Samsung Onyx Cinema LED is a new kind of cinema display system that is very promising. Traditional film projection has limits with peak brightness, deep black, or general vibrancy. This technology has the potential to solve all these limitations in a cinema.
The Onyx LED is really a LED display in the way that it is self emitting with no backlight, so it has the potential to deliver true black. This is unlike consumer LED TV which is a marketing lie – because those consumer LED TV is actually LCD TV with a LED backlight. The key difference here is that one is self emitting (good for black), one is not (bad for black). Backlight is evil because you cannot have true black without turning it off, but you also cannot have any picture at all if you turn it off. Flagship LCD TV for home use has backlight that can be turned on or off with up to hundreds of zones, but this is still imperfect. To find a similar technology available for home use, I think OLED TV is perhaps more similar to Onyx LED than other consumer LCD TV, plasma TV or projectors.
Onyx LED cannot be used at home, however. Unlike OLED from its competitor, Onyx LED has a high pixel pitch. If you walk close to a few feet from the screen, you’ll see huge spaces around the tiny dots. This makes it impossible for use at home with a short screen to seat distance.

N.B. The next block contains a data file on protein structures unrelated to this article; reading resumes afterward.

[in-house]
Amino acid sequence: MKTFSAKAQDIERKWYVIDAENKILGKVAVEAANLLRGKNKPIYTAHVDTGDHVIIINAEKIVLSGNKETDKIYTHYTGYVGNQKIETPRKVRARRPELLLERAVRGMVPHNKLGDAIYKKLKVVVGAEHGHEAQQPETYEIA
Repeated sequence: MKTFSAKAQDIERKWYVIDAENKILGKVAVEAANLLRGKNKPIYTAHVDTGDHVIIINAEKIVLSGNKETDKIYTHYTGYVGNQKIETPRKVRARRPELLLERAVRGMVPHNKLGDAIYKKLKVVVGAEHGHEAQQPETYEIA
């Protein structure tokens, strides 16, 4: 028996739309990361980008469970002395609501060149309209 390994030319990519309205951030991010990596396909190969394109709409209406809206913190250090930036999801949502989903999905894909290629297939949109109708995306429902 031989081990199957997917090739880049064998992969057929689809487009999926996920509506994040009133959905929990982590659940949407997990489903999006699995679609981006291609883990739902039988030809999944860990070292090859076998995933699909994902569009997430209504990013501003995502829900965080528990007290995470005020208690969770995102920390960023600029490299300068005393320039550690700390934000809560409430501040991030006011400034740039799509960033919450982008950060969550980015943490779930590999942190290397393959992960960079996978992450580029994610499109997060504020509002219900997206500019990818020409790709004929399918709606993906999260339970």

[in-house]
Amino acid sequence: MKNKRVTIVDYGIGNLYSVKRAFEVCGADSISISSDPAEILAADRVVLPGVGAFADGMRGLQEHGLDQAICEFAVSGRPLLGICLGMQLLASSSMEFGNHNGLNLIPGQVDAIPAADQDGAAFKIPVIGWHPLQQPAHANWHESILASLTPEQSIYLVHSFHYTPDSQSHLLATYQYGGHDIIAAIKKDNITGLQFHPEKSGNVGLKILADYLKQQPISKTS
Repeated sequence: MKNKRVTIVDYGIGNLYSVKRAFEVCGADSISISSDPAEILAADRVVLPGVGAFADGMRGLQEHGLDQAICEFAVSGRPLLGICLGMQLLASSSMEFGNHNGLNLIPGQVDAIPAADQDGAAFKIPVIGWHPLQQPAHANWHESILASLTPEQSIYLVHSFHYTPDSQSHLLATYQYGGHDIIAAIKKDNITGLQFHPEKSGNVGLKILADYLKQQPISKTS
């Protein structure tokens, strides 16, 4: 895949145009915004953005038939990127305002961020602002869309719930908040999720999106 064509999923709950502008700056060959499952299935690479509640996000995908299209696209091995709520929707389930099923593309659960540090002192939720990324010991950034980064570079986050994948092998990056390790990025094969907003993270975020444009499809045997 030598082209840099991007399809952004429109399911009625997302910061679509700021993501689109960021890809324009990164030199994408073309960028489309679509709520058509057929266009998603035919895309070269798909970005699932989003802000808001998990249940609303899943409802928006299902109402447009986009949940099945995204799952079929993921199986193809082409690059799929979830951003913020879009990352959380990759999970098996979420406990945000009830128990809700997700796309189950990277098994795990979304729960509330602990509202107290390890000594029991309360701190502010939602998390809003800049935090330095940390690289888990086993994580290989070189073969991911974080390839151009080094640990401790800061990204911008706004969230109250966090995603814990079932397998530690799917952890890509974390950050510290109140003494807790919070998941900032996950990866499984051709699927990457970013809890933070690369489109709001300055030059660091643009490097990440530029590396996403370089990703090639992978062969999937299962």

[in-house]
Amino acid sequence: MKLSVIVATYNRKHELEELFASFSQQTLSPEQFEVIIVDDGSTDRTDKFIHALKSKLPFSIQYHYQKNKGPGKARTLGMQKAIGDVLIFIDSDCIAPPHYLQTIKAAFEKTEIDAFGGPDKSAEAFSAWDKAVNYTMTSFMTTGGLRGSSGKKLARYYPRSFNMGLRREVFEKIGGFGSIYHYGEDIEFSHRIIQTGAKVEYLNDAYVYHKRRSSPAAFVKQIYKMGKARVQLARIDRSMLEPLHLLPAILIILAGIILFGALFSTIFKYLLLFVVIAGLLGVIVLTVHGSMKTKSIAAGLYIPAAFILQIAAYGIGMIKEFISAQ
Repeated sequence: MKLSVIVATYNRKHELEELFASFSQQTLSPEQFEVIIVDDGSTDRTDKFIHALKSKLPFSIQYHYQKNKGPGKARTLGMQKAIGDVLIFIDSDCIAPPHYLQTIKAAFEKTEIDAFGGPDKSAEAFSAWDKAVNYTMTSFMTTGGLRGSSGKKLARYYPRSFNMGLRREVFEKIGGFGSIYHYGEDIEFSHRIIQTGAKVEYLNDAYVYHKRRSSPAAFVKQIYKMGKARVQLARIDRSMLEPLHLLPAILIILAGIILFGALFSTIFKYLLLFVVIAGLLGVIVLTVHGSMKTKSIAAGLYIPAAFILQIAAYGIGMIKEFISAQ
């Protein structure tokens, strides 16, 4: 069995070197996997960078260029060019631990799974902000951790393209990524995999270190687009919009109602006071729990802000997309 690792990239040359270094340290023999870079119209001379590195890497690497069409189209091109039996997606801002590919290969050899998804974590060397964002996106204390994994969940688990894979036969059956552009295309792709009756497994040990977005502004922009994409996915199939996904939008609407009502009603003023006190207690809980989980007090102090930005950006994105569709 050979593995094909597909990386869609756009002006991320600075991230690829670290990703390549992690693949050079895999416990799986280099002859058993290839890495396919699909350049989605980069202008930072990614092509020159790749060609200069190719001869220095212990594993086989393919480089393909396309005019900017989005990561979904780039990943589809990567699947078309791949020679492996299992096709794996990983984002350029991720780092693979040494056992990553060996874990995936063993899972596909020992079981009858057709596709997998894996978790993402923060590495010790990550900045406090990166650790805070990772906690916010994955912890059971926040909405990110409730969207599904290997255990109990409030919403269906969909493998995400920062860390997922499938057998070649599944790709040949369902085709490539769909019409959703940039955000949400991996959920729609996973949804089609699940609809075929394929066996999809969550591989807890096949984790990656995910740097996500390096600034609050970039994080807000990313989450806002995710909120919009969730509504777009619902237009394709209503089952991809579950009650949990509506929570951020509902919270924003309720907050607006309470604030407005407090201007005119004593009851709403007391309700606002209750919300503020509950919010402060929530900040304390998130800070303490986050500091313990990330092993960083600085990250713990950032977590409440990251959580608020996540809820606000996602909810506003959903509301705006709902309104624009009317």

Let me talk about the good things first, and leave a major problem to the last. Onyx LED is comprised of segments, similar to the structure of typical outdoor advertizing panels. It is really hard to make every segment look the same, and the advertizing panels are usually not good. In the cinema I went to, I did not notice any consistency issue at all.
Colors are indeed vibrant as I expected, without feeling exaggerated like the infamous default color scheme of consumer LCD TV from this brand. But to be fair, all brands of consumer TV are shipped with wrong picture defaults.
Watching Onyx LED is like watching a really large TV, and is unlike traditional film projection. I found it to be sharp and could identify the tiny details clearly, but strangely a friend did not think it is sharp. More importantly, the general feeling is very different. Some may prefer the look and feel and softness of the traditional film projection, and not used to the contrast of the picture that some may find it to be “hard”. I have no problem with it.